Communication about medical errors and medical malpractice litigation, P.1

Communication is an essential ingredient when it comes to effective medical
care and patient satisfaction. The reasons for this should make sense
to those who have ever been involved in the medical system—which
is all of us. On the front end, good communication between patients and
physicians—as well as other caregivers—can help reduce mistakes.

On the back end, good communication can help address the consequences of
mistakes in care, as well as help patients to have a better understanding
of the outcome of care, even when the outcome is not as good as it should
have been. Unfortunately, the research shows that physicians and hospitals
are often hesitant to communicate with a patient about errors when they occur.

Non-profit news group ProPublica found in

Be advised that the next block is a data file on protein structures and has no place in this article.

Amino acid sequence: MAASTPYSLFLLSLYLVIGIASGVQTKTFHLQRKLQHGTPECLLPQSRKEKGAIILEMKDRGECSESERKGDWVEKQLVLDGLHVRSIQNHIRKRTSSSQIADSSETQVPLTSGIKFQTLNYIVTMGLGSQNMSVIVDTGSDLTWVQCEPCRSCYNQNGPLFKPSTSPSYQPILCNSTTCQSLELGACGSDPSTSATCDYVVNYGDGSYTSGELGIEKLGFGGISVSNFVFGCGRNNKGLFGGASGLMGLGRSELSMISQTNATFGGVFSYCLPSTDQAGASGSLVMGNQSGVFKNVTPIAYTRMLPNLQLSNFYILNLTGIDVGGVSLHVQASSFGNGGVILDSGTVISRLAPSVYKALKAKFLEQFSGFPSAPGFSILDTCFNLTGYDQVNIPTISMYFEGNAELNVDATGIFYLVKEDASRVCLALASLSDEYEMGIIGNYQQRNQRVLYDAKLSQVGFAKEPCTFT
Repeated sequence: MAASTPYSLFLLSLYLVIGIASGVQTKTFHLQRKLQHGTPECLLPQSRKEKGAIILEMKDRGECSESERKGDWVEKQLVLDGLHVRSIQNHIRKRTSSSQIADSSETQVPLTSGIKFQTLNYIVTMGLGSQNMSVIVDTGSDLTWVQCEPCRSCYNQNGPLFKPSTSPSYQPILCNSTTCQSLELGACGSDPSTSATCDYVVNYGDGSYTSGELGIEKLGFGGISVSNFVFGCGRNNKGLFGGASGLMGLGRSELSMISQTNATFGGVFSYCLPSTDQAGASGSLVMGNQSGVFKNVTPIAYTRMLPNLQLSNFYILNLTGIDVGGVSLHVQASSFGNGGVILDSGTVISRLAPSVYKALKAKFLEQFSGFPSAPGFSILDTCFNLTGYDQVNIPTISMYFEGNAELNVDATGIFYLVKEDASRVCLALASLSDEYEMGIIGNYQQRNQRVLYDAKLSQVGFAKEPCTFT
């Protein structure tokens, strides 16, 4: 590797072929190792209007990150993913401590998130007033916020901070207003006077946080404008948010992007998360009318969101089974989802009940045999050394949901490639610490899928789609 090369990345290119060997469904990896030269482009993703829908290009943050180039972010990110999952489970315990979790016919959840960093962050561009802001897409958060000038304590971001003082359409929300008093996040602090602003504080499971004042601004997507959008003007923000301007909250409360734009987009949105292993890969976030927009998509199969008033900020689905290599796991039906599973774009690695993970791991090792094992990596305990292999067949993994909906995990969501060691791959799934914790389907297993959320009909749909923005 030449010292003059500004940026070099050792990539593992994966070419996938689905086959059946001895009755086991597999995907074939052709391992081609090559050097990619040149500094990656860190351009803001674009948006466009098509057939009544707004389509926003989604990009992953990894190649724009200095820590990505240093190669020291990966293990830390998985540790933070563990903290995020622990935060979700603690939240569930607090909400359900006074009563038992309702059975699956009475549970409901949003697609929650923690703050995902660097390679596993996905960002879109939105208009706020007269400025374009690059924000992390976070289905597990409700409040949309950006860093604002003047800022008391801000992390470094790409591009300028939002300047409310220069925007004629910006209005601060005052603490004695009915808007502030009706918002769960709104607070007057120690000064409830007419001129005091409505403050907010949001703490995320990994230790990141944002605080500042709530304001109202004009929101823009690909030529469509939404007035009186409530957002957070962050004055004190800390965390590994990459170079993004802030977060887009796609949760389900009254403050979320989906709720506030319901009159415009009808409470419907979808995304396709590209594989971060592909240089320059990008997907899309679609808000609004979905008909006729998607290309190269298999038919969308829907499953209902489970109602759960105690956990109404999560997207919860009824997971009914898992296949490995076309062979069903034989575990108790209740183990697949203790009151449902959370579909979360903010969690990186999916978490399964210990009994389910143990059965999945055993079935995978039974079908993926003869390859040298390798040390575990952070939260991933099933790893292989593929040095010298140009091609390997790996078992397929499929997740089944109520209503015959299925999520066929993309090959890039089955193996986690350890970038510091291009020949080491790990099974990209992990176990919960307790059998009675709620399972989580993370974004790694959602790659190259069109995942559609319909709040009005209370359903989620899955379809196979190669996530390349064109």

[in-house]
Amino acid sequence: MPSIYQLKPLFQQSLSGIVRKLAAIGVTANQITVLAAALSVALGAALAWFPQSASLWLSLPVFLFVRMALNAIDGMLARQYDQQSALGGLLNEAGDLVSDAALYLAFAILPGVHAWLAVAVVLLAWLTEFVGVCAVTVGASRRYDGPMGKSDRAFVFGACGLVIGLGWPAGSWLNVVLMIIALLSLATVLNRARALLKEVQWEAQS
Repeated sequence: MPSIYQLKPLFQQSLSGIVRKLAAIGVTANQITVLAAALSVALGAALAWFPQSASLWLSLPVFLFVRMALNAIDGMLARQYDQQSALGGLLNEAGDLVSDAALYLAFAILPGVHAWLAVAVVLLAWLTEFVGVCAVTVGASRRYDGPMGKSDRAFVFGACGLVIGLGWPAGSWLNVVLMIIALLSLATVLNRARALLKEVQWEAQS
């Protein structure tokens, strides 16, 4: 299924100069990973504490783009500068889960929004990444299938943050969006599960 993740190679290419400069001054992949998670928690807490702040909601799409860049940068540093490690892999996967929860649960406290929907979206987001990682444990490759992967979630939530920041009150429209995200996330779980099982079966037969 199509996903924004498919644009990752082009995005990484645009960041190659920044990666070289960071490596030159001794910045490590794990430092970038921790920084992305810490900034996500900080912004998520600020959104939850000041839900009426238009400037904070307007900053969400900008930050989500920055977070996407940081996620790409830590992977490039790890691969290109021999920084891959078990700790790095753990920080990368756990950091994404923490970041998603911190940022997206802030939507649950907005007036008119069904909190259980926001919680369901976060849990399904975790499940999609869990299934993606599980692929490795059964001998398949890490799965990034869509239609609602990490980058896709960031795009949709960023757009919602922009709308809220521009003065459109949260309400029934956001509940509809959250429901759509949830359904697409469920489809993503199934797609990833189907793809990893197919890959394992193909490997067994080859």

recent research that patients who suffer harm from medical care often do not receive communication
from the provider or facility about the harm. When such communication
does happen, it is often because the patient or the patient’s
family agitated for the communication. Most of the time, patients who
suffer from medical errors do not receive apologies from the provider
or facility.

There are understandable reasons why physicians and hospitals would want
to avoid admitting mistakes. For one thing, doing so is often perceived
as opening the door to litigation. With the costs of medical malpractice
litigation being so high and with the impact such litigation can have
on insurance premiums, providers and facilities tend to want to ignore
or downplay any errors that occur.

This is unfortunate, since it is becoming better known that effective communication
about errors can often help reduce the costs of
malpractice litigation. In our next post, we’ll continue speaking about this issue.

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